As Viasat celebrates 35 years since being founded in May of 1986, we asked employees from throughout the company to share memories of the early days and reflect on how far the company has come
Kristi Jaska, vice president of customer experience, 1987
I joined Viasat as the 6th employee when I was 24 years old, less than two years out of grad school in engineering. I have many fond memories of our small office. When one of us had a birthday, the entire company would go out and leave a yellow post-it on the external door with “Viasat out to lunch – back in 1 hour.” We had a petty cash box in the kitchen area in case anyone needed to borrow cash – just leave an IOU note in the box.
Many traditions that last to this day were started early on, for example the Viasat ski trip. We worked hard too, I remember being jolted at the lab bench when the morning Wall Street Journal was thrown at the front door.
It has been especially satisfying to see Viasat grow in the scope of projects, products, and services that we are able to take on, and in turn in our ability to positively impact the world in a significant way. We started out by developing software and hardware that went into other companies’ products, then developing our own products (such as modems), and then entire systems (such as satellite ground networks), and then moved into space with our own satellites, while we also transformed from a product to a services company for consumers, businesses, and defense customers. I am looking forward to stories from around the world on how we have made a difference in people’s lives and livelihoods.
Kavoos Entezam, network security analyst, 1988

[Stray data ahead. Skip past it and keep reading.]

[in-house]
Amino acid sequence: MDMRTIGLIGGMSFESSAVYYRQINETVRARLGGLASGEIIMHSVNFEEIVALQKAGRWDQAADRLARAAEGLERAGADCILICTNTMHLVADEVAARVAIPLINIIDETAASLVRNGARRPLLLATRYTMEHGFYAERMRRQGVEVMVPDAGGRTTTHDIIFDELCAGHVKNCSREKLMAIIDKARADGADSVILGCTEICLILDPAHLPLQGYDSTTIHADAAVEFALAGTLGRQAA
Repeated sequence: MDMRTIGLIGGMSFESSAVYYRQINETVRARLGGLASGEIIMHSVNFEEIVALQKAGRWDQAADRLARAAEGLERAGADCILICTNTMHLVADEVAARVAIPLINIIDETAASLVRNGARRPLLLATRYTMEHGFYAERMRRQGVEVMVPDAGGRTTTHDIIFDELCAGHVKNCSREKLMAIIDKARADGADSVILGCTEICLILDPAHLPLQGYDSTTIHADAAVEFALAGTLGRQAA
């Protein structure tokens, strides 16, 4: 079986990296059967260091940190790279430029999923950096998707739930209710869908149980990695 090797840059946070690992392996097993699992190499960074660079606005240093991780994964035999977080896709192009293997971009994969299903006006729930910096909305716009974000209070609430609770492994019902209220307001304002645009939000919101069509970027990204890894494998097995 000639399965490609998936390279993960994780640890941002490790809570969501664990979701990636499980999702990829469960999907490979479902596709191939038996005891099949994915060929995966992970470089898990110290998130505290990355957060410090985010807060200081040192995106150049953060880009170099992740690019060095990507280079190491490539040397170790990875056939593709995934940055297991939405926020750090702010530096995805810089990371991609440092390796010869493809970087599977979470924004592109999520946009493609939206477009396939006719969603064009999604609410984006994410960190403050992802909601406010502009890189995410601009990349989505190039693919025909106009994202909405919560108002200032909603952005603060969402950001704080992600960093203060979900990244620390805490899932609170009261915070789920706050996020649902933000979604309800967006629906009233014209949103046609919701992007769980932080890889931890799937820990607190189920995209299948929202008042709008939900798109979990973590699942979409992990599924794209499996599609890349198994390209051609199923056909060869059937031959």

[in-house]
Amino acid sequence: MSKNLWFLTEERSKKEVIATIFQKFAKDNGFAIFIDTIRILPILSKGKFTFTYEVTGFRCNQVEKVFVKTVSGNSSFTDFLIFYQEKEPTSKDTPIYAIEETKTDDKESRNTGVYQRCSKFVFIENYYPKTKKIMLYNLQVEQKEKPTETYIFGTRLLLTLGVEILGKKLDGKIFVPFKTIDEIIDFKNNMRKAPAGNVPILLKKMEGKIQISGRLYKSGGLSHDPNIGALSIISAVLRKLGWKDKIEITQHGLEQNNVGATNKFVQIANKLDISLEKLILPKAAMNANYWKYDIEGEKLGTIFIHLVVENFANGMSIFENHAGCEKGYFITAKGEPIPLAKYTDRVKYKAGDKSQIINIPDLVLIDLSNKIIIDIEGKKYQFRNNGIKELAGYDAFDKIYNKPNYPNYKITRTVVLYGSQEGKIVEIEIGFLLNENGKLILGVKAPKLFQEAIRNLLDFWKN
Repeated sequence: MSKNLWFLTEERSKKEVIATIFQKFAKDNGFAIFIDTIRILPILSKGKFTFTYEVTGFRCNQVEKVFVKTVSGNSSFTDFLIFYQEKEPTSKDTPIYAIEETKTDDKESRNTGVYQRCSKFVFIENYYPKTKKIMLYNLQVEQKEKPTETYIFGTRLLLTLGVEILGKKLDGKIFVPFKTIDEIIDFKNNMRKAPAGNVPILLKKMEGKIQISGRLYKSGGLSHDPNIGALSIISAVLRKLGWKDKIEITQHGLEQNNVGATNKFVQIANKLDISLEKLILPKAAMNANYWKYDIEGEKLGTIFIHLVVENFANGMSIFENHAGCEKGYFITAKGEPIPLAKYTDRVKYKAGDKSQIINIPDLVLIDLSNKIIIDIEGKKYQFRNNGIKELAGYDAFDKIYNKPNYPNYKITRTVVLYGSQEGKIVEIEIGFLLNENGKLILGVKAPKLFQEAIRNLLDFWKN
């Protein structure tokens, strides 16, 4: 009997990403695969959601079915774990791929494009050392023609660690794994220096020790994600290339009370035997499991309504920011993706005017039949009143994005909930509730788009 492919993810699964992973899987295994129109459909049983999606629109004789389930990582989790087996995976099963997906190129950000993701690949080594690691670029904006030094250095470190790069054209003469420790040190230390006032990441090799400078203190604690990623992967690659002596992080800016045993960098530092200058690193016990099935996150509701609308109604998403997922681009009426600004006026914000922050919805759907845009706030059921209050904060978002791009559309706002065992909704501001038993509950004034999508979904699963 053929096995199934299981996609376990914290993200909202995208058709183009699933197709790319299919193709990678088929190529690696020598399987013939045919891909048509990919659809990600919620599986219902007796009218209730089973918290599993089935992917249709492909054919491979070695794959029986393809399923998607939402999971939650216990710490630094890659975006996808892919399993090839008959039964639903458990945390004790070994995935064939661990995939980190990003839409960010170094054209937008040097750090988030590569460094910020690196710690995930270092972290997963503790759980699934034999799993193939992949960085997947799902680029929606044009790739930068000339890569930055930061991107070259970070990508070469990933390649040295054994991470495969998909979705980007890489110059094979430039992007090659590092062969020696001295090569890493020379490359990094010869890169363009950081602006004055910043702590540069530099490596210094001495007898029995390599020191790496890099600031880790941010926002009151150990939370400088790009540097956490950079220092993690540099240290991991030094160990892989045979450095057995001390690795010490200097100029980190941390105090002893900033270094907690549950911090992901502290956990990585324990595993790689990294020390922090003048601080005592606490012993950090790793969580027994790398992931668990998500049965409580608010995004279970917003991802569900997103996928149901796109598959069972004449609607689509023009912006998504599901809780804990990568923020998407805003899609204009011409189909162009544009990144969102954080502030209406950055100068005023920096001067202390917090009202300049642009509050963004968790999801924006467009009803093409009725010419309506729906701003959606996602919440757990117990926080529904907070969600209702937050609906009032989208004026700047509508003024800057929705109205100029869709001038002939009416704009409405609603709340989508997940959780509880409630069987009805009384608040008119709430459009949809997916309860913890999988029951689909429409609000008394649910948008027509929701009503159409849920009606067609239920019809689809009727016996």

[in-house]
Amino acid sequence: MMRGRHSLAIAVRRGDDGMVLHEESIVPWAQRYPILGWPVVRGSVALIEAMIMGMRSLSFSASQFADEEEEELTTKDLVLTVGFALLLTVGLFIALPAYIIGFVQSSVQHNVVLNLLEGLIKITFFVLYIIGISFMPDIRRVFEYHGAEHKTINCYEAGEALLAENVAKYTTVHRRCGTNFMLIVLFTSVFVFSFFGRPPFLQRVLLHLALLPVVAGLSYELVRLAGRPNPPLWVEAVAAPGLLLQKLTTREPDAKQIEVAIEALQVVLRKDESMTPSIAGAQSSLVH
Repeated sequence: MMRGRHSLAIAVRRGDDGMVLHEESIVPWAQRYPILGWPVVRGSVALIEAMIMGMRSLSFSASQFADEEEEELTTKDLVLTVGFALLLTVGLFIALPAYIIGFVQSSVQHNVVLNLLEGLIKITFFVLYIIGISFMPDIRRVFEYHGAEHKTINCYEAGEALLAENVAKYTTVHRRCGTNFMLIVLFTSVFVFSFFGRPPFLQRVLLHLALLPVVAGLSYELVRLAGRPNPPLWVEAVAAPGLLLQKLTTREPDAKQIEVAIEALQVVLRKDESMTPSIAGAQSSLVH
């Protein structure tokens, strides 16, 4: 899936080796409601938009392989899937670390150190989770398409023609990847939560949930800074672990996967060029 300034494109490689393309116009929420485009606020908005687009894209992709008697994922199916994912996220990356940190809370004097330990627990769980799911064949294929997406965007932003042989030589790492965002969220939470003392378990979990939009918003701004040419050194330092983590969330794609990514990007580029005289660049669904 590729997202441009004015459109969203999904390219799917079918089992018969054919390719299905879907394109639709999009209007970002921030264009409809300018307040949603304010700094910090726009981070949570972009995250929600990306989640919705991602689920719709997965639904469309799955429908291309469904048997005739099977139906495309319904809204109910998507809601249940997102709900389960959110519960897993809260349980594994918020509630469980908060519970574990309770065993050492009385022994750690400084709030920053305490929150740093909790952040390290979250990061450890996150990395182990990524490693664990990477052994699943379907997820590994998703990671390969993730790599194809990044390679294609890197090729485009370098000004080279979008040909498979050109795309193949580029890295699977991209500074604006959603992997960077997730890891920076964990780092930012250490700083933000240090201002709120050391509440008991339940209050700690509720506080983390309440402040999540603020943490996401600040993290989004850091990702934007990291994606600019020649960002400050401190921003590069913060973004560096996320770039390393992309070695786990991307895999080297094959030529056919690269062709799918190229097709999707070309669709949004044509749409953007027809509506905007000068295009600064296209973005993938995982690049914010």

In early 1998 I got a contracting job at ViaSat in the Cosmos (West 9) building reporting to Mr. Mike Johnson, then IT manager. That year, the company had the ground-breaking ceremony for its new campus.
Towards the end of that year Mike offered me a job – something that I couldn’t refuse, mainly because of Mike’s personality and the family-oriented culture of ViaSat.
In the Cosmos breakroom, there was a board with pictures of all employees then. Each picture had a label on it that showed name, badge number, and department. Once I got my permanent badge, someone with a Polaroid camera took a picture of me and posted it to the board.
The saddest day for me was the first anniversary of Sept. 11. A dark cloud of sadness was all over the campus, like the rest of our country. We planted 2,977 American flags in the courtyard. Another sad day was when one of my coworkers and best friends, Ricardo Haller, passed away. Ricardo was very much loved by everyone in our campus.
The day we launched the first satellite, my heart was pumping fast – part because I was proud of Viasat and its achievements, part because there was an 80% chance of success. I never sat down that day, nervously walking and taking pictures. It was my happiest time at ViaSat until that point. The launch of the VS-2 was also a very proud and happy day. Just like the first one, we all watched it on a jumbo screen in the courtyard. I can’t wait for the VS-3 launch, yet another milestone achievement for our company.
I’ve been very happily blessed that part of my job required me to travel to other locations throughout these years. In all the travels, my team and I have made everyone happy as either we upgraded their network’s hardware or set up networks in new buildings and moved them into them. I have met many beautiful and extraordinary people all over with tons of happy memories and friendships I will always cherish.
I’ve enjoyed every day of the past 23 years, and very much proud of the collective job that all of us have done under the Viasat flag. As the company has grown from few hundred employees to the thousands, it has kept its family-friendly culture, which attracted me on the first day. I am very optimistic about the future of our company!